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Introducing food and beverage management

The provision of food and beverages away from
home forms a substantial part of the activities of the
hospitality industry and, indeed, of the economy as
a whole. Like the industry of which it is a major part,
food and beverage operations are characterized by
their diversity. Outlets include private and public
sector establishments and range from small independently
owned and operated units to large multinational
corporations managing global brands and
from prison catering to catering in the most luxurious
hotels in the world.

The social construction of taste

This article examines the argument that taste is
socially constructed and that the food tastes we have
and the choices we make about what to eat are deter-
mined by social factors. For example, although man
is omnivorous, the cultural rules governing what is
defined as good to eat, the way it is prepared, cooked
or not cooked, served and eaten vary between cultures
in often quite dramatic ways (Scholliers, 2001),
and these definitions change through time (Elias,
1978). Thus it is possible to conceive of the construc-

The restaurant sector - Food and Beverage Management

The enormous variety of food and beverage outlets
makes it a challenge when one is trying to differentiate
between them. Some are distinctly different (e.g.,
fast food and hotel restaurants). Others are harder to
categorize (e.g., school catering can be categorized
as public sector but may be serviced by Contract
Caterers). The list of sectors in food and beverage
management in this article is not exhaustive and as
trends change so will new sectors emerge.
In this article the restaurant subsectors are
covered with relevant descriptions drawing from the

The postmodern palate: dining out in the individualized era

There exists a popular assumption that our taste,
expressed through the clothes we wear, the music
we listen to and of course the restaurants in which
we dine, is reflective of our truly individual person-
alities. This article evaluates whether that is indeed
the case. Are we free to construct our own self-
identities that we display through our consumer
behaviour, or alternatively, are we essentially the
products of our social environments?
The term postmodernism is now ubiquitous. It is
commonly used within and beyond academic discourse

Taste and space: eating out in the city today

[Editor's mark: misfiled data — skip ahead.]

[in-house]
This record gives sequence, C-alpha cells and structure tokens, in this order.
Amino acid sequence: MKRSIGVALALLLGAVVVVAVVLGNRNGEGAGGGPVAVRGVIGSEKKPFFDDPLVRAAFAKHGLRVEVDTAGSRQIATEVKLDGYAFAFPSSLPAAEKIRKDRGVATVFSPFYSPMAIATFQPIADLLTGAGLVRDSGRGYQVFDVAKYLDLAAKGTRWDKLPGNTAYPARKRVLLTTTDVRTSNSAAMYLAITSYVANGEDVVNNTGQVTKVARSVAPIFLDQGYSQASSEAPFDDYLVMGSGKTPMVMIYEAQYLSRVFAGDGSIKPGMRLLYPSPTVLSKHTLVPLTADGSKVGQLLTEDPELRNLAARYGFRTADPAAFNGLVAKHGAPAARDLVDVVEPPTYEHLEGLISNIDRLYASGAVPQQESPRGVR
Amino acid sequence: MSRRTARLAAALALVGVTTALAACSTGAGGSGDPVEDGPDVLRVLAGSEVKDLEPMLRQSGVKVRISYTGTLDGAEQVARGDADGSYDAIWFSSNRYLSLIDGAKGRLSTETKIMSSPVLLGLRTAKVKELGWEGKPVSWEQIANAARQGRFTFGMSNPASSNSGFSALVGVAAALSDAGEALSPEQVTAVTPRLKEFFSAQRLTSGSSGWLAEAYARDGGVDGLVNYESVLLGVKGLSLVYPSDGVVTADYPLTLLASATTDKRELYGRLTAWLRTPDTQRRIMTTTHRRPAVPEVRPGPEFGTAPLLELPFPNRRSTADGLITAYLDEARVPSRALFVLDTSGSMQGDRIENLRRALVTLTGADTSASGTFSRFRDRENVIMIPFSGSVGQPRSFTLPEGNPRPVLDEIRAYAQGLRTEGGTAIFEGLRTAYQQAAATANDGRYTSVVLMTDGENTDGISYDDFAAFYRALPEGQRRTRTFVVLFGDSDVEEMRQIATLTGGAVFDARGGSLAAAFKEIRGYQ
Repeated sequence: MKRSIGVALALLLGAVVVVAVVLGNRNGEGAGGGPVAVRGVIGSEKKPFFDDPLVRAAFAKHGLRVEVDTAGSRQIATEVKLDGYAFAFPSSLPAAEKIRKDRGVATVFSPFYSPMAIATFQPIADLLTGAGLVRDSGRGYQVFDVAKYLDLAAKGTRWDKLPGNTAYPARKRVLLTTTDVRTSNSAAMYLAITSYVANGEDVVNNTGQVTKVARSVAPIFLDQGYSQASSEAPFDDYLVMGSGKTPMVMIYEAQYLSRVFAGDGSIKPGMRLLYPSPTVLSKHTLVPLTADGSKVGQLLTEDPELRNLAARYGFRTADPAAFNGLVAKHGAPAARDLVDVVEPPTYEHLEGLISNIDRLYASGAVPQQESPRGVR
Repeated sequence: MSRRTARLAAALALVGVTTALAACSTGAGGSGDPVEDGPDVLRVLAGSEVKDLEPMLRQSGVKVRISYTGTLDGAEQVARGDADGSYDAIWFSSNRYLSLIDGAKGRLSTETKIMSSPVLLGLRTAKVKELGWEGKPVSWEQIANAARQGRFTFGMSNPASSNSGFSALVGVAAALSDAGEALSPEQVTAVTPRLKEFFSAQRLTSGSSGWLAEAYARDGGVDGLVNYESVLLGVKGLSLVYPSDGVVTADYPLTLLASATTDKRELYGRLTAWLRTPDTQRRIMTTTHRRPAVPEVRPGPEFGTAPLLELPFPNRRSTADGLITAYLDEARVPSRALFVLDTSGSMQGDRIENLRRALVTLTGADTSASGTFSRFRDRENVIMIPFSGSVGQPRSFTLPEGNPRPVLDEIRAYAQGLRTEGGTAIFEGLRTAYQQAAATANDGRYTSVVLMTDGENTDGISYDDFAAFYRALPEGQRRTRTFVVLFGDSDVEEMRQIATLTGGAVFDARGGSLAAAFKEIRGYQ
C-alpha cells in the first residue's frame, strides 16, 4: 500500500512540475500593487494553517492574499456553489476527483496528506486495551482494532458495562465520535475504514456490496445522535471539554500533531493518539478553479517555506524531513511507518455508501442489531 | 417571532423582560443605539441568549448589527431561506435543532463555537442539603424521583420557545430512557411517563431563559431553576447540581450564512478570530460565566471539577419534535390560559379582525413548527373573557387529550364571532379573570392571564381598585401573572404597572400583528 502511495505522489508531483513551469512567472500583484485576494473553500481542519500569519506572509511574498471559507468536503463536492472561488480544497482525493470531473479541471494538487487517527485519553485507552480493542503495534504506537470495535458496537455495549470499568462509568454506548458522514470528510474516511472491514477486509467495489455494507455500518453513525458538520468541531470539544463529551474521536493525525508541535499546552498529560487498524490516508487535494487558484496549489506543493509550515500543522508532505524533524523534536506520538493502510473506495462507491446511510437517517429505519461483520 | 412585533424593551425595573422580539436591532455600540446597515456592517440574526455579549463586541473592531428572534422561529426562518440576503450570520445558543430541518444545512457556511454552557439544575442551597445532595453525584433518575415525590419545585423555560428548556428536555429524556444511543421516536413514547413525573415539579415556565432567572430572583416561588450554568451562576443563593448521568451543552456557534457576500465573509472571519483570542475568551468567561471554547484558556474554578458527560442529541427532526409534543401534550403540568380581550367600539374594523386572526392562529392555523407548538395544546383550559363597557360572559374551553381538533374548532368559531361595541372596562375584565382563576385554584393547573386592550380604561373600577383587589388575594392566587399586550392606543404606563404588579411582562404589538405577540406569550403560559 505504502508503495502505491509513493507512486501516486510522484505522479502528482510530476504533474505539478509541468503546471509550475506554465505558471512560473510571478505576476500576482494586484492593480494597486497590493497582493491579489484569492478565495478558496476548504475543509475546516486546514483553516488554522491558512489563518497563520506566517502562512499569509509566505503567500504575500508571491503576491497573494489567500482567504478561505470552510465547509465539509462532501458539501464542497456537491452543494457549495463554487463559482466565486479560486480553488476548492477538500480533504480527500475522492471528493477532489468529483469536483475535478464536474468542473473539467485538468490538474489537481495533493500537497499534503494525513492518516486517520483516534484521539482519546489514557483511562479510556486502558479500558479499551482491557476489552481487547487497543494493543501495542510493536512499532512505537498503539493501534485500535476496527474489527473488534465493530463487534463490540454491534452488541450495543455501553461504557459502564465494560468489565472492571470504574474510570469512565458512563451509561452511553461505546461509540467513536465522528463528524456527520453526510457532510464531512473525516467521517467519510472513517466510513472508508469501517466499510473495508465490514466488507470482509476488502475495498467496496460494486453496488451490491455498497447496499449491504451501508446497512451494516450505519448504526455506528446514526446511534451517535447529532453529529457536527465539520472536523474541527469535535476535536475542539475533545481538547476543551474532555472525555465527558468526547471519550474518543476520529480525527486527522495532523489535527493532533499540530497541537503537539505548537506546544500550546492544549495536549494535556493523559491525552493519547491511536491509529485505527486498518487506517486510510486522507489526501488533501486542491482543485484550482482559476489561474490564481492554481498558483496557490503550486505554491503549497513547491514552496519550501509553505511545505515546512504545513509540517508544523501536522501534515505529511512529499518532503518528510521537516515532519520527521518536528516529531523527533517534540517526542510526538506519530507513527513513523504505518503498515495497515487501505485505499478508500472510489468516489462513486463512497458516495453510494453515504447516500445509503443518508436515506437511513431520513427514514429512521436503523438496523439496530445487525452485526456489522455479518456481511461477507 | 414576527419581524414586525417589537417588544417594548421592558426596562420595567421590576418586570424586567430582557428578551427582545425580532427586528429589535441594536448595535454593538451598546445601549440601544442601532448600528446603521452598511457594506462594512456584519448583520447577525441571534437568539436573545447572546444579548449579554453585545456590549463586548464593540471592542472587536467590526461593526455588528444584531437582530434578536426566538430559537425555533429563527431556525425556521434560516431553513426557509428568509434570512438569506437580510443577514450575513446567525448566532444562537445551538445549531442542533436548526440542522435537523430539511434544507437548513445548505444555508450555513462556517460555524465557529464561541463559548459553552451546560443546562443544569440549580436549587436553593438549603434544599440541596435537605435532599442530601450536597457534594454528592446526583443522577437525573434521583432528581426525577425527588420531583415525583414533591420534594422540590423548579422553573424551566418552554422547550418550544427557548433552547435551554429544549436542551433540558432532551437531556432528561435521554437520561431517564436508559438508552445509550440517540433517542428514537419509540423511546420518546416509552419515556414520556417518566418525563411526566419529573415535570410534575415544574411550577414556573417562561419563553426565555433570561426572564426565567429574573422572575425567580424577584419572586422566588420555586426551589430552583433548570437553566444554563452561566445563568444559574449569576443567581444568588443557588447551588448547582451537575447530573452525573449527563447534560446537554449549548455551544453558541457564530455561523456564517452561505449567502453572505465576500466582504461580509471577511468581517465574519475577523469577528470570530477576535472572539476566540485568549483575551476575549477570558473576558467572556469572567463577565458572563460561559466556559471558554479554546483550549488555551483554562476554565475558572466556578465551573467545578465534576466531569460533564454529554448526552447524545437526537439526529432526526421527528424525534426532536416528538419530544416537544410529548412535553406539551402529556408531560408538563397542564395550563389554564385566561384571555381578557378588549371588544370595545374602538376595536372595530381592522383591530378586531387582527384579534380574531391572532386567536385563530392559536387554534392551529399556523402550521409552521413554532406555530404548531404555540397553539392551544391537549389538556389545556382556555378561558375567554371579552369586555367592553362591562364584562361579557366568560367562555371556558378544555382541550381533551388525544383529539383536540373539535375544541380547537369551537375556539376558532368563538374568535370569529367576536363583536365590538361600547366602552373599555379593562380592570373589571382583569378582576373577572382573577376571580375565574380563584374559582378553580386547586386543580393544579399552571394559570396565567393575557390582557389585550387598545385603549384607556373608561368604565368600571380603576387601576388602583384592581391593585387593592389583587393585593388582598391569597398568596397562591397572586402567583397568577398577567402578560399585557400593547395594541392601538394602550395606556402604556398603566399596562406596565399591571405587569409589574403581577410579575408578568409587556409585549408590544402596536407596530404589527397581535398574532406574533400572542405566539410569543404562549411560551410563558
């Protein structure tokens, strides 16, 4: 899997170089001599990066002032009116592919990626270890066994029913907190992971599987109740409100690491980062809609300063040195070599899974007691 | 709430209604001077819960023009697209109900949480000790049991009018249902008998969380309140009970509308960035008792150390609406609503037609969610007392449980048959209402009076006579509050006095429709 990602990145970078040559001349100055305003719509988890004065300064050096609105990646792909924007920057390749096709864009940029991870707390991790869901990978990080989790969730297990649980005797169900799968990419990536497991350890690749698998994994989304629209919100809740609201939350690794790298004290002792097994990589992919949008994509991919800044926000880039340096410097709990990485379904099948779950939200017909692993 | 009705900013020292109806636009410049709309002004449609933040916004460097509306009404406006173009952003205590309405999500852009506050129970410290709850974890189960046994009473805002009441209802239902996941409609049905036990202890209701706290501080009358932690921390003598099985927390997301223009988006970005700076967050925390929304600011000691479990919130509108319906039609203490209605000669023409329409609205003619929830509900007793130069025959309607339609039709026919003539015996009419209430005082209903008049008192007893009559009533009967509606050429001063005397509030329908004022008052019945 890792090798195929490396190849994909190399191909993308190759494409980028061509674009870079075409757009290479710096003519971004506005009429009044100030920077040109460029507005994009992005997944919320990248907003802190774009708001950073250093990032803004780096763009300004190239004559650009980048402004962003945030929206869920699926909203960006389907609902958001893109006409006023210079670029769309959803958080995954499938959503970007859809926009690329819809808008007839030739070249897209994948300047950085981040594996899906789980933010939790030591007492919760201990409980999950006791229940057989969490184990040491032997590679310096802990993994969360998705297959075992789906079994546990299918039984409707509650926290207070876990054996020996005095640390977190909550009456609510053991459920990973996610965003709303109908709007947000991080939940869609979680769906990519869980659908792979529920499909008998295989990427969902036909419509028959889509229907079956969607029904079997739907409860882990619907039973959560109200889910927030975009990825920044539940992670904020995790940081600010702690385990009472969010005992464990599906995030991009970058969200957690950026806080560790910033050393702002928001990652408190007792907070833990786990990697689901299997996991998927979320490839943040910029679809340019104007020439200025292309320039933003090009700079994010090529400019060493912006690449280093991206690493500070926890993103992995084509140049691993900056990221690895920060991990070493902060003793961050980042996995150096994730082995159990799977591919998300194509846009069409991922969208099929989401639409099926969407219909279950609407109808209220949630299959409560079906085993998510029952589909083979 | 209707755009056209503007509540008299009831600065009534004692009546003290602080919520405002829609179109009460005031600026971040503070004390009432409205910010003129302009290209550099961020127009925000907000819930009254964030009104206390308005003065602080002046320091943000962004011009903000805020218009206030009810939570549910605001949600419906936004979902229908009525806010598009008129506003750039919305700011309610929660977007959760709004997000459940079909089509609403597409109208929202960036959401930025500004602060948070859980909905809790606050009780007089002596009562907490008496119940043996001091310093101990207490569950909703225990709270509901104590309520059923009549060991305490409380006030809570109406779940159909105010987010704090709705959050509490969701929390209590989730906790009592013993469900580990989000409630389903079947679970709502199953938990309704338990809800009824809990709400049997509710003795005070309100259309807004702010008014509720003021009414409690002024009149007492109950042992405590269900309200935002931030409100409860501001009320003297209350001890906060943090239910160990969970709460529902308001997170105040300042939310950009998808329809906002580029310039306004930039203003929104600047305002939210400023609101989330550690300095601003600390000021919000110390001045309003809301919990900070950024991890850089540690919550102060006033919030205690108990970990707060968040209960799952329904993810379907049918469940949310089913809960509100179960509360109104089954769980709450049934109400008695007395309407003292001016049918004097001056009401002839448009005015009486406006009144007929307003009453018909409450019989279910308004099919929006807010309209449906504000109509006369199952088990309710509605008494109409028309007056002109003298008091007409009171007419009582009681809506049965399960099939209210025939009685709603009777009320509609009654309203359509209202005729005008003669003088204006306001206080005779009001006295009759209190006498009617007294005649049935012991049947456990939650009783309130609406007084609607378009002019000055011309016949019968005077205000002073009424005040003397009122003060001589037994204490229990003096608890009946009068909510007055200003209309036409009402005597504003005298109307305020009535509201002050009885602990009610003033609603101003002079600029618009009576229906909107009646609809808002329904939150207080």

My aim in this article is to think through some of
the issues that the contemporary geography of urban
eating out raises: the essay is not a comprehensive
review of the causal links between space and taste, but
instead sketches some of the practices and processes
that mark Western city eating today. My motive for
doing this is to provide a thinking-frame – a few
catalysts for further exploration of how city living and eating
out are commingled, and how that commingling illustrates
broader processes at work in urban environments. The con-

Food Purchasing and Receiving Control - Food Control

Given the general discussion of three topics central to this text — cost, sales,
and control — there is now a foundation to support discussion of some
specific elements of food control. This part of the text addresses various
means of implementing the control process in order to guide the actions
of employees who work with food, as well as to control, measure, and judge
food costs and food sales. Our first step is to discuss each of the several
generally accepted steps in the chain of daily events that make up the

Contract, travel and public sector catering

The contract catering sector focusing on:
● Industrial catering
● Event management
● Sport venue catering
● Leisure venue catering

The travel catering sector focusing on:
● Airline catering
● Cruise ship and Ferry boat catering
● Train catering
● Roads and Motor side catering
● Vending machines

The public sector catering focusing on:
● School catering
● Universities and college catering
● Hospital catering
● Armed forces catering
● Prison catering

In this article we examine the contract, travel and

Chic cuisine: the impact of fashion on food

The consumption of food, like the satisfying of any
appetite, has long since ceased to be about nutrition
and has come instead to contain myriad social,
cultural and symbolic meanings. In the consumer
dominated societies of the industrialized era, every
conceivable human idea, cultural practice and material
substance seems to have been transformed by
‘market forces’ into desirable commodities to be
pursued and possessed. The consumer society puts
everything up for sale and food has been no exception.
This makes the desire for food not a simple mat-